top of page

The Art of Macro - capturing nature close up

At our last club night we enjoyed a brilliant talk by Tony North a photographer based in Manchester, whose love of nature and art was clearly shown through his wonderful macro images of butterflies, fungi, flowers and other insects. Tony uses a Nikon D500 with a 105 mm 2.8 macro lens and 1.4x teleconverter and explained that he enjoys creating artistic pictures, with the main aim to produce images for their pictorial value; his images show the amazing beauty of miniature beasts in sharp focus and with a suitably diffused blurry background. He enjoys competing both in BPE Salons or in major competitions such as the International Garden Photographer of the Year, where he received a highly commended for one of his images in 2019 and the Amateur Photographer on the Year, where one of his images received a third place.


Tony shared with us the challenges of macro photography and how he sets about trying to overcome these. These are the areas that he discussed:

Getting close to a subject

Depth of field

Camera movement

Subject movement

Light and shutter speed


Post processing

Helpful tips and hints were given which I am sure were of great help to members, especially those that are new to macro photography and not very confident with how to set about capturing a sharp image, knowing when the best time of day or time of year is to give you the best chance to locate and photograph particular subjects and indeed knowing how to go about finding great habitats in your local area. I personally really found it very helpful when Tony gave us tips on how to make sure you capture a sharp image and a good blurry background; he will use an aperture of F10 to F13 and make sure he has a distant background, makes sure that his camera is perpendicular to the plane of the subject he is trying to capture and will also use focus stacking. Also very important for Tony is composition and he always tries to position his subject(s) in a good place in the frame, looking at direction and size with main details clear and sharp and also trying to create interesting shapes. Background is also very important for Tony and therefore whatever the insect is perching on should be attractive and with complementary colours, beautifully diffused.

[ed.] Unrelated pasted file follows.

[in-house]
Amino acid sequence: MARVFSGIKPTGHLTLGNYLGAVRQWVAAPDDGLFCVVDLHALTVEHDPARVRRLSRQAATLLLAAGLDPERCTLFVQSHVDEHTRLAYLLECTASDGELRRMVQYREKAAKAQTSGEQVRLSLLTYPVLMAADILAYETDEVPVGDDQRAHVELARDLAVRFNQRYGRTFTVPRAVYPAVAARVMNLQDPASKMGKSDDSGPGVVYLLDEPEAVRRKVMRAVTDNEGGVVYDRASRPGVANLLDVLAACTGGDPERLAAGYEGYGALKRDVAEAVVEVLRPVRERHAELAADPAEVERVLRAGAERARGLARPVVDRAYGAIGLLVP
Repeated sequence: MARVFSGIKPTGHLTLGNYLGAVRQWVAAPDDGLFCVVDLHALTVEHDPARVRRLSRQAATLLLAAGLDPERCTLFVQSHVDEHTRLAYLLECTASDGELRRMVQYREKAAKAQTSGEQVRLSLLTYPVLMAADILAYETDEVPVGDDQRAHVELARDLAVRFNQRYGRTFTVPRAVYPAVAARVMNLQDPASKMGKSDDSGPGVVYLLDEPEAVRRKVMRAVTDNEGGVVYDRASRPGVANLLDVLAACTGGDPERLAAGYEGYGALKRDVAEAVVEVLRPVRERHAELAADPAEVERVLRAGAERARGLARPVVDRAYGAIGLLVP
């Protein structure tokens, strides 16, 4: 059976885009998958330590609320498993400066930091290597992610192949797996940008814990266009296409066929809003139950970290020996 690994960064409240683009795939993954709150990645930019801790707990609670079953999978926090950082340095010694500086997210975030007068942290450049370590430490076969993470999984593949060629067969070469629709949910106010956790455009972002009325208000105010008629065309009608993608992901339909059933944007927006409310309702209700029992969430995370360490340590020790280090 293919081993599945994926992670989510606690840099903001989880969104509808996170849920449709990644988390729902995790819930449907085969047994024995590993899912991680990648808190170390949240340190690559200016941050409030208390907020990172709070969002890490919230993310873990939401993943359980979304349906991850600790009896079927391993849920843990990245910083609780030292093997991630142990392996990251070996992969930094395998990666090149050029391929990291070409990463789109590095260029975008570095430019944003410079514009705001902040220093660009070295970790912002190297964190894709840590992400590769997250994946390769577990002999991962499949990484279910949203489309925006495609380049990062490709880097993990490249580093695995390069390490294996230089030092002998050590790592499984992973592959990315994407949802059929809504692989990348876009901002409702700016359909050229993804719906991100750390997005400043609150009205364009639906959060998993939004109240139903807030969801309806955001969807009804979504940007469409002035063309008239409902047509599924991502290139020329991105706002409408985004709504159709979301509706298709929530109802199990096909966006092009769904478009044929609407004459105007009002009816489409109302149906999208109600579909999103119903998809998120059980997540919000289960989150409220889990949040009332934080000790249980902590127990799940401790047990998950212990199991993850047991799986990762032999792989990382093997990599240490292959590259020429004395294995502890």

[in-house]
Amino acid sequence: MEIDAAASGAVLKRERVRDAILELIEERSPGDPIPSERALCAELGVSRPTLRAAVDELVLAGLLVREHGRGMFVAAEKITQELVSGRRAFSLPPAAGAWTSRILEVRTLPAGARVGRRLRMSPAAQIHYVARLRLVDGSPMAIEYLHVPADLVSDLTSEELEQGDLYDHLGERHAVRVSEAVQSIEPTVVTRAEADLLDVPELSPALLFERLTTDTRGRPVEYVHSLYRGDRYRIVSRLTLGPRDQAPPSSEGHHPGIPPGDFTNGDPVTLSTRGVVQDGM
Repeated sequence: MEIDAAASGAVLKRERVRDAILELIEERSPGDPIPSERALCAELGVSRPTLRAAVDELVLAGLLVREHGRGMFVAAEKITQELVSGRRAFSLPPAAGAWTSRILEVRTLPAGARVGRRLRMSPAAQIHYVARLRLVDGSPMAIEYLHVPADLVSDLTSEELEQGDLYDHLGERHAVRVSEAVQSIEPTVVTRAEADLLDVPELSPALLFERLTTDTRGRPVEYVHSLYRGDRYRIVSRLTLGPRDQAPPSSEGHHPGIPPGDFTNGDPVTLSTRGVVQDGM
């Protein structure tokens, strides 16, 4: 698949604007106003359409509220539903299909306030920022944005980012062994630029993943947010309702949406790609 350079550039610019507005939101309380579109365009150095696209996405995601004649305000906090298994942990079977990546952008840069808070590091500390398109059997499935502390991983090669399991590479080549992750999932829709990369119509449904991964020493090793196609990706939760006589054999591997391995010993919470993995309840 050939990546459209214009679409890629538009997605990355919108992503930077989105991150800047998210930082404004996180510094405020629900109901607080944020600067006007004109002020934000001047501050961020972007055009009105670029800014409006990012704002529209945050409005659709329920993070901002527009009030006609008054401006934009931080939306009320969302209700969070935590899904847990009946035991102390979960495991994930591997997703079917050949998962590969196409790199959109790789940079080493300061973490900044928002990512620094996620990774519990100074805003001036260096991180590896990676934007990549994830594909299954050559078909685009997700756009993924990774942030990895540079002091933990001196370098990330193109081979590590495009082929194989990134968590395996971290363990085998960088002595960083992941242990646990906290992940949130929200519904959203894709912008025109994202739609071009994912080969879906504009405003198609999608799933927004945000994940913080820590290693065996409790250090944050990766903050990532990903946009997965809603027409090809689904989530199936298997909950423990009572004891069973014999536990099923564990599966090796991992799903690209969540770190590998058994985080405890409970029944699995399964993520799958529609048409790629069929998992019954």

All in all a really great talk and extremely informative, with the opportunity to see Tony's beautiful images which I was awe struck by and really enjoyed seeing. Such a fabulous evening!

Please take a look at Tony's wonderful website to be inspired!

Our next talk is Eagle Hunters in Mongolia - we look forward to this.

Featured Posts
Recent Posts